RTX 4060 vs RTX 3060 12GB GPU faceoff: New versus old mainstream GPUs compared

RTX 4060 vs RTX 3060 12GB Faceoff
(Image credit: Tom's Hardware)

Today, we're going to tackle the topic of how the RTX 4060 vs RTX 3060 12GB compare — both GPUs that have been on our list of the best graphics cards at one time or another. The Nvidia RTX 40-series Ada Lovelace GPUs have been a bit of a mixed bag, particularly on the lower end of the price and performance ladder. The RTX 4060 was widely criticized for cutting back on the VRAM relative to its RTX 3060 12GB predecessor, resulting in a relatively minor increase in performance — or sometimes even a performance regression. Or at least that's the common wisdom you'll see floating around online these days. But how bad is it really?

This GPU faceoff aims to answer that question, and since it's Nvidia versus Nvidia we have something of a war of the (green) roses. We've seen people suggest that the RTX 3060 12GB, today, is a better buy than the RTX 4060. Of course, finding a brand-new 3060 12GB for sale is getting to be a bit difficult, but we'll look at used card prices (for both GPUs) as well, as we draw the battle lines and pit the two cards against each other.

The RTX 4060 represents the lowest entry point (on desktops at least) for the 40-series cards. The RTX 3060 on the other hand is a step above the base model RTX 3050 8GB. Nvidia also muddied the waters later in the product cycle with the RTX 3060 8GB card (which we haven't reviewed), plus the more recent RTX 3050 6GB (also not reviewed here) that came out after the RTX 4060 launched. Needless to say, the 4060 looks quite a bit better when compared with the lower class 3060 8GB card.

But our focus is on the two primary cards, so let's dig into the details, looking at performance, price, efficiency, and other features — in rough order of importance.

RTX 4060 vs RTX 3060 12GB: Performance

We've seen plenty of people lamenting the "weak" performance of the RTX 4060, claiming that it's often not even faster than its predecessor. This is a generally false statement. Overall, across our full test suite, the RTX 4060 is around 20% faster at 1080p and 1440p, and still over 10% faster even at 4K ultra — a setting that neither card handles well.

While there are a few edge cases where the 3060 12GB does deliver superior performance, these are at best pyrrhic victories, with neither card running at acceptable levels. In fact, of the 19 games we tested, at four different settings/resolution combinations, the only cases where the 3060 12GB came out ahead are at 4K ultra — and neither GPU was able to average 30 fps or more in those games.

Granted, there's one exception to the above, sort of. In Spider-Man: Miles Morales, at 1440p ultra with maxed out RT settings, the 4060 averaged 39.1 fps while the 3060 got 38.5 fps. That's basically tied, but more importantly, 1% lows were 30.5 fps on the 3060 compared to 26.2 fps on the 4060. Overall, the 3060 does deliver a better experience in that one particular instance. There are almost certainly other instances of games that will run better on the 3060. But examples of such are few and far between.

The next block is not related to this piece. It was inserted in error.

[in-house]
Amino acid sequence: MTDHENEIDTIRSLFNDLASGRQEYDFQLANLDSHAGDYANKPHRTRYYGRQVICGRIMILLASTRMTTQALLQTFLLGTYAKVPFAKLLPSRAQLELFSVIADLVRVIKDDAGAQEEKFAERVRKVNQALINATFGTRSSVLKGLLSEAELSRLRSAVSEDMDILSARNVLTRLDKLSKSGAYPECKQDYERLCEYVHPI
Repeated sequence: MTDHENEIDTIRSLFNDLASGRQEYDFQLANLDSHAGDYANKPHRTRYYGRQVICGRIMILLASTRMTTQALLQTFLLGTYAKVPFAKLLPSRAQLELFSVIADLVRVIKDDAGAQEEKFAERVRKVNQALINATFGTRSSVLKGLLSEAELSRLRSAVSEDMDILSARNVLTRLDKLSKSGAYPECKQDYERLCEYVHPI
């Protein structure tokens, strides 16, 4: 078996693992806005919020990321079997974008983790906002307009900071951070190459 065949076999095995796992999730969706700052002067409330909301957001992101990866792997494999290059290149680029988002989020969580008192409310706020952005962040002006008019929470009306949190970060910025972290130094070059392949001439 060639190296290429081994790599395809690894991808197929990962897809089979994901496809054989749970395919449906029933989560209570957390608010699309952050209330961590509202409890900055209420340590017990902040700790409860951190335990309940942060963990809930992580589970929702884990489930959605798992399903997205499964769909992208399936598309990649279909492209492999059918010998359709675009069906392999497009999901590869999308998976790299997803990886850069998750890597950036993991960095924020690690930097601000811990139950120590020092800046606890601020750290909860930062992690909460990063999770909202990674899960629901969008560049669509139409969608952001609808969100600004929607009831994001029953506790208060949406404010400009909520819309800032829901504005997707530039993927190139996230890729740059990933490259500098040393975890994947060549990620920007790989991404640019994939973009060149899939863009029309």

Our test suite is generally heavy on demanding games, with eight RT enabled games and quite a few others that can struggle on 8GB of VRAM. Diablo IV, Forza Horizon 5, The Last of Us, Spider-Man: Miles Morales, and Watch Dogs Legion all represent games that can benefit by having more than 8GB of VRAM, even at 1080p and 1440p. We know this by looking at Nvidia's RTX 4060 Ti in both 8GB and 16GB trim. But comparing the 4060 8GB and 3060 12GB, those same five games generally run better on the 4060 at 1440p and below.

This isn't to say that the RTX 4060 provides a massive uplift over the 3060 12GB, but keep in mind that it also comes in at a lower official MSRP. It ends up straddling the line a bit as a replacement for both the RTX 3050 and 3060 models. For the intended purpose, namely mainstream 1080p gaming, it does a decent job and easily outpaces AMD's alternative — check our RTX 4060 vs RX 7600 GPU faceoff to see how that matchup went down.

How do the two cards fare when running professional and AI workloads? The RTX 4060 sweeps the test results, leading by anywhere from around 10% to as much as 40%. There's a caveat here, however: AI workloads can often require more memory just to attempt running them. While we tested Stable Diffusion at 512x512 and 768x768, and the 4060 came out about 8~10 percent ahead of the 3060, there are LLMs that will need more than 8GB but could still work with 12GB.

We'd suggest upgrading to an even faster GPU than the 3060 12GB if you're actually looking into running AI workloads on consumer GPUs, and it's one of the few cases where the RTX 4060 Ti 16GB card makes sense. Otherwise, between the 4060 and 3060, the newer model will be the better pick.

RTX 4060 vs RTX 3060 12GB Faceoff

A table showing the full breakdown of RTX 4060 vs RTX 3060 12GB gaming performance — the red percentages are where the 3060 comes out ahead. (Image credit: Tom's Hardware)

Overall Performance Winner: RTX 4060

For pure performance, newer hardware is almost always going to be better. Sure, older GPUs from a higher tier would be faster than a new lower-tier graphics card, but if you're looking at the same relative level — like 4060 and 3060, or 4070 and 3070 — it's no real contest. The 4060 typically deliver around 20% more performance than the 3060.